“Conversely, our industry needs to be hearing from elected officials that they’re open to collaboration and engagement. I think when you do that, you start to see more examples of cities like Seattle, cities like San Diego, cities like Louisville, Kentucky, and cities like San Antonio that are starting to get this right.
“Conversely, our industry needs to be hearing from elected officials that they’re open to collaboration and engagement. I think when you do that, you start to see more examples of cities like Seattle, cities like San Diego, cities like Louisville, Kentucky, and cities like San Antonio that are starting to get this right.”
Watts encouraged the industry to build alliances and create messages that demonstrate to city officials that the vacation home rental industry must be taken seriously.
“This goes a long way toward creating fair and effective regulations,” he said. “When a city gets it right, it will see what it has to gain.”
“When you bring up a city’s coffers, is anyone in City Hall really happy?” Watts asked. “They are looking under every couch cushion for revenue. Our industry has good apples and bad apples. The first step for our industry is to educate public officials about the value of vacation rentals and point to the good apples. It’s best to have one-on-one conversations with them, explaining who you are, how the business works and let them know how many you employ.”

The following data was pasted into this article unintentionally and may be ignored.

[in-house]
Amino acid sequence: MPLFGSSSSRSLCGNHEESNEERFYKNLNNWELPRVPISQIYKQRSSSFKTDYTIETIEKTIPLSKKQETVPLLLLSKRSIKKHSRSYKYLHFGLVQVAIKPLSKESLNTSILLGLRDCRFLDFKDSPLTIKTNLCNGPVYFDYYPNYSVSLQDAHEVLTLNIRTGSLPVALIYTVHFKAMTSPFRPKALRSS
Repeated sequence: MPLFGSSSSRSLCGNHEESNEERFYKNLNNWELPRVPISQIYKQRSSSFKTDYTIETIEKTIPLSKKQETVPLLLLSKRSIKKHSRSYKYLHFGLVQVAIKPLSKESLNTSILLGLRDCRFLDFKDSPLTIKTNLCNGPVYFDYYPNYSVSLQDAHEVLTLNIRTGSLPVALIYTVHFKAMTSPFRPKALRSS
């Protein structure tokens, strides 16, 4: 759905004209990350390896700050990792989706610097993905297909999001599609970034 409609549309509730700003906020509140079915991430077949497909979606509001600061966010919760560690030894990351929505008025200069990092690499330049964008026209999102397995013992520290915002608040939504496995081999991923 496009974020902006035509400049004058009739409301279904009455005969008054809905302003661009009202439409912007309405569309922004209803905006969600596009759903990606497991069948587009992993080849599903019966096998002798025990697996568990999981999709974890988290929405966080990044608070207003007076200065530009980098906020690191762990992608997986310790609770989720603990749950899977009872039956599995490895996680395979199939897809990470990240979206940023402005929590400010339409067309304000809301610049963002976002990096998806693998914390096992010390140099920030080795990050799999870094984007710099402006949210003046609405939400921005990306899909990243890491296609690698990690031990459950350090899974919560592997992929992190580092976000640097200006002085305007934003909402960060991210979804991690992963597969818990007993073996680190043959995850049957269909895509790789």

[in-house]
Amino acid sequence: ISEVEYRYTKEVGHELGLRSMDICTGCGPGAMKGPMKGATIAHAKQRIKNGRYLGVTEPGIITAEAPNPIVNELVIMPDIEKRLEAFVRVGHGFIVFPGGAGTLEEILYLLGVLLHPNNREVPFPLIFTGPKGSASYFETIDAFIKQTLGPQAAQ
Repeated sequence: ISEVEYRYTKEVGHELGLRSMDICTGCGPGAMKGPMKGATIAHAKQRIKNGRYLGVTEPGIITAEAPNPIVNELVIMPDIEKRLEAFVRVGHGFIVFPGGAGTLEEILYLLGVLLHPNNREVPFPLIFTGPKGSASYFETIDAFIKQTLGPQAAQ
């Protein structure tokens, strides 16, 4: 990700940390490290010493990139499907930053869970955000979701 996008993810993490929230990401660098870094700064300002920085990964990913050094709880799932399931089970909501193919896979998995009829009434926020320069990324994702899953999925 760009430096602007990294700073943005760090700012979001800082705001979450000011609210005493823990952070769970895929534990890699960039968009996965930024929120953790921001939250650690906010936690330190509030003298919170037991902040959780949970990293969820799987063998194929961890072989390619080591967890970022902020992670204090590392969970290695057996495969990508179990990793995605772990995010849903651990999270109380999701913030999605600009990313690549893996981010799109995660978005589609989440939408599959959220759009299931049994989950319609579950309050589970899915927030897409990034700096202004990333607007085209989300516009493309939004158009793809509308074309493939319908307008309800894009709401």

Krauss suggested using the data available to drive the message.
“We give cities a revenue boost,” Krauss said. “It used to be that there were 10 to 15 people (non-experts) sitting around and discussing regulations. We belong there because we are the experts.”
Minardi said, “I would imagine most folks [who have joined this webinar today] are the responsible actors in this marketplace. I think, again, it goes back to what are elected officials thinking today. Maybe not too long ago in the past, using your phraseology a lot of elected officials thought the entire industry was just a basket of bad apples. Through our education, through engagement, we’ve helped cities, we’ve elected officials understand that we’re not all bad actors – the majority of folks in our community are the responsible folks that you want operating in your neck of the woods.
“But also getting that direct engagement. Maybe you’re new to a community or you’re a property manager just launching in a new market. I think it’s critical not only to understand the competitive analysis in that community, but to understand the rules and regulations that apply to vacation rentals in that market so you’re not inadvertently obfuscating the law. I think it’s a two-sided paradigm. We need to communicate with elected officials what we’re doing to be responsible, and we also need to understand what the legal requirements in that market are to ensure we’re being good stewards of our industry.”
Breezeway’s Jeremy Gall added, “When you operate to standards, everyone wins: Guests, owners, hosts, property managers, travel platforms. We need to be on the same page and rally around this. We need to be non-controversial and show that we are serious about it.”